As this man-made contraption with wings and a tail shook and moaned and heaved its heavy body off the ground and into the air, a verse from Alanis Morissette’s ‘Ironic‘ kindly appeared in my thoughts, – something about: “he waited his whole damn life to take that flight, and as the plane crashed down…”. Great!
Then another thought: if my mobile survived but I didn’t, the BBC News app I’d recently downloaded would display the details of my demise, in my pocket, on my dead and mangled body. Updates would come every thirty minutes.
Other, disorganised but equally unsettling thoughts raced into my mind and vied for front place. One being that at least I haven’t a wife, children, mother or family of any kind to be informed of my death, at least that was something.
My eyes eased themselves open without my permission. I saw that the aircraft was no longer pointing to the sky, it had leveled out. The sound inside was that of a relaxed machine doing its job, a bit like the coach cruising along the Autobahn. And the sound of seat belts being unbuckled; a reassuring sound. I unbuckled mine; I couldn’t remember buckling it up in the first place, perhaps when Alanis had been singing to me.
Stuck up in the air – God knows how high – I listened intently for signs of engine failure and heard none. My eyes darted around and searched every face for any kind of concern, and saw the opposite: reading, listening to music through earphones, chatting. Out came one couple’s iPad. Repeatedly, and with much concern, I peered out the window but saw no fire coming from the engine – no wing about to break off. Instead, I witnessed clouds, beautiful, fluffy clouds, Bedfordshire beneath them, down there. All was as it should be, it seemed.
The two Ukrainian beauties appeared again, this time offering snacks and beverages; I took coffee and a sandwich – to hell with the extortionate prices. And I didn’t feel at all sick.
With no impending doom to have to deal with I rested back in my seat, gently closed my eyes, and daydreamed of my forthcoming two-week stay in Ukraine. And where would I be now if I had taken the coach? Probably still stuck in London battling the traffic on route to the ferry at Dover, with a full two days travelling ahead before stepping on Ukrainian soil.
The speaker above my head burst into life and startled me: “Ladies and gentlemen, we are beginning our descent. We will be landing at Zhuliany Kiev in approximately ten minutes. Please fasten your seat belts.” I pulled out my phone – two hours and thirty minutes since take off at Luton. Bang on time. Wow!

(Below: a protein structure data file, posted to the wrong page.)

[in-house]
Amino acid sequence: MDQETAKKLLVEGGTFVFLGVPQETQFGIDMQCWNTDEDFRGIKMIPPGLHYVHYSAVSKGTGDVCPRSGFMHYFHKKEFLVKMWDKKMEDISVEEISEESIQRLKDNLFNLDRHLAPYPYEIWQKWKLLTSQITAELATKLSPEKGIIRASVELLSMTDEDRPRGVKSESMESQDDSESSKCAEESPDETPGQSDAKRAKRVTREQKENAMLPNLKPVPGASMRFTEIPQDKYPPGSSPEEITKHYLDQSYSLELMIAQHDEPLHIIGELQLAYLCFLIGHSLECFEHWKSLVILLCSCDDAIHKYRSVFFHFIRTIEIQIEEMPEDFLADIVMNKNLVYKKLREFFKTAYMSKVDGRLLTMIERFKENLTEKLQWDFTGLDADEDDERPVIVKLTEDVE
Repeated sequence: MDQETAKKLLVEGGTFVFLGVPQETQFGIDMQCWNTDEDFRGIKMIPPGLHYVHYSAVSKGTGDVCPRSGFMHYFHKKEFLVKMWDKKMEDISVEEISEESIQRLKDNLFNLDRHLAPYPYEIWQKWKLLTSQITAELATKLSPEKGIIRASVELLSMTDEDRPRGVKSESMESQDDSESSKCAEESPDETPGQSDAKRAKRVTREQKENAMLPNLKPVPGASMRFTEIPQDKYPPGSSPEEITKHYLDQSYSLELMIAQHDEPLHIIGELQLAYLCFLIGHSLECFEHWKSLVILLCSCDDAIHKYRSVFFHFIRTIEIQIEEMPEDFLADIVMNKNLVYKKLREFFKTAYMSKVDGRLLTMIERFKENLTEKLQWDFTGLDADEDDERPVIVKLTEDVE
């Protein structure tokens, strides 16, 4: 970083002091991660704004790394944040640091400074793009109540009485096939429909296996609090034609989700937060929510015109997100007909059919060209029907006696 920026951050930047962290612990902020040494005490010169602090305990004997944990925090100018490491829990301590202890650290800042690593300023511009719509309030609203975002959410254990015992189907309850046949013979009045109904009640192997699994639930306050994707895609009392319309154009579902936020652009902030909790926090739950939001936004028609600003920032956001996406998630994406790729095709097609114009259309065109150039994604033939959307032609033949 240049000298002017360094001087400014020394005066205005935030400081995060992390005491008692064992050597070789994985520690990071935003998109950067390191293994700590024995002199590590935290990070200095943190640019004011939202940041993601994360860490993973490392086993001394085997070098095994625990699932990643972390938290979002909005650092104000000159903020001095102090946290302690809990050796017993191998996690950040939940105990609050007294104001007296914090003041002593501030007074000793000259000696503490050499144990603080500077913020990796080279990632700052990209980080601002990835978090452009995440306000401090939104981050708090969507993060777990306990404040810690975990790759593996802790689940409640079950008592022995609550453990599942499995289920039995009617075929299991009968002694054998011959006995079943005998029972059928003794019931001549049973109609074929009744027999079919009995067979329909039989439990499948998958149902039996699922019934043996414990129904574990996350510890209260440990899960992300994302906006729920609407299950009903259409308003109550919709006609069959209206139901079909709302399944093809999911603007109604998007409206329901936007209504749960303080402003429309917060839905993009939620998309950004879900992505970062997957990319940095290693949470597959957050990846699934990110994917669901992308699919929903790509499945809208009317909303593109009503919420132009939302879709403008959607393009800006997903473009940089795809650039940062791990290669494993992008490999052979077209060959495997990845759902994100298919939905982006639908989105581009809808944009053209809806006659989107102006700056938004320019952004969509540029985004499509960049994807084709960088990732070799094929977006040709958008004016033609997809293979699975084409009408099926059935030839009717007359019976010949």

Beginning as tiny specs below, then becoming more discernible with every passing moment, the vast wilderness of the largest country in Europe began to reveal itself through my window, like patches on a handmade quilt. Shacks and modest farms appeared. So did ant sized people; I tried to make them out. Village babushkas, hanging out washing, brooming up autumn leaves, nattering to neighbours. Men and boys working the farms. Horses and carts. Wild dogs. Taller buildings soon replaced all that: apartment blocks – some new, most old, built by the Soviets. Cars. Trams. City life. Kiev.
Our wheels bounced a bit on the runway then quickly steadied. The plane slowed to a crawl. It turned and faced towards the waiting building, and stopped. I raised my hands in the air and applauded, because everyone else had, but I wanted to anyway. As I strolled across the Ukrainian tarmac and through Zhuliany airport I realised something I’d always believed to be impossible: I felt… wonderful. I had faced up to a lifetime of fear and conquered it. But not only that… I had really enjoyed the flight, once I’d relaxed. And the beauty ‘up there’ I had never before seen; it squashed everything.
I will never again spend two days in a coach to Ukraine (or anywhere else).
I wish someone would have told me that flying is truly an amazing experience, and the safest form of travel. Or perhaps they have, and I just haven’t listened.
You know, flying is truly an amazing experience.
AND the safest form of travel!
“Come fly with me, let’s fly, let’s fly away”.